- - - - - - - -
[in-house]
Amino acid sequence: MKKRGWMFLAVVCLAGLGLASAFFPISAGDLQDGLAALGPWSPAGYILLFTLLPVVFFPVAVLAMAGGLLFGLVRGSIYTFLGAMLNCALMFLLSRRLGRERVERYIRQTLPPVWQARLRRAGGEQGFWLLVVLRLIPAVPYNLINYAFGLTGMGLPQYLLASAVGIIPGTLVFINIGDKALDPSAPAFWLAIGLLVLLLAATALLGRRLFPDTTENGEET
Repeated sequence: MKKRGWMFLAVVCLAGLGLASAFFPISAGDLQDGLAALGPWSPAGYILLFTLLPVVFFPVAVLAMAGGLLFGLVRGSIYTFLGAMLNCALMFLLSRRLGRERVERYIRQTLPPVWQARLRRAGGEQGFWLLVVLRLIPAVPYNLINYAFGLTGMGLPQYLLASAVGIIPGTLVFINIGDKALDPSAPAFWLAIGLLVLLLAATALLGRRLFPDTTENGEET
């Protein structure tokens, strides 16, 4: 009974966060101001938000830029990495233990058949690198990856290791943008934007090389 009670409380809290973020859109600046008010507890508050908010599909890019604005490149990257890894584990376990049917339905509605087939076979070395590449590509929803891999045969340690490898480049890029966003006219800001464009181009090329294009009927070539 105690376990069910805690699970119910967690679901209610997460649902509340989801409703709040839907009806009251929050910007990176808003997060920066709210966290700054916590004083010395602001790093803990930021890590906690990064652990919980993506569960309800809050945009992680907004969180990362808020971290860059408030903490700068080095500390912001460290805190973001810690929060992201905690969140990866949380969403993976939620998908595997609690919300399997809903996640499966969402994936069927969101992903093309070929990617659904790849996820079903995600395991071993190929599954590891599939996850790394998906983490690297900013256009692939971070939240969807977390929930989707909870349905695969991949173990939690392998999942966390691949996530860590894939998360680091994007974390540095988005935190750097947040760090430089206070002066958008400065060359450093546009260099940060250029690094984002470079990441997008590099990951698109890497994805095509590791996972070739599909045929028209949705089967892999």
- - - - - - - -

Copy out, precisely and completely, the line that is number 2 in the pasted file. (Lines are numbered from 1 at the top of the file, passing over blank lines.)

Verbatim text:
Amino acid sequence: MKKRGWMFLAVVCLAGLGLASAFFPISAGDLQDGLAALGPWSPAGYILLFTLLPVVFFPVAVLAMAGGLLFGLVRGSIYTFLGAMLNCALMFLLSRRLGRERVERYIRQTLPPVWQARLRRAGGEQGFWLLVVLRLIPAVPYNLINYAFGLTGMGLPQYLLASAVGIIPGTLVFINIGDKALDPSAPAFWLAIGLLVLLLAATALLGRRLFPDTTENGEET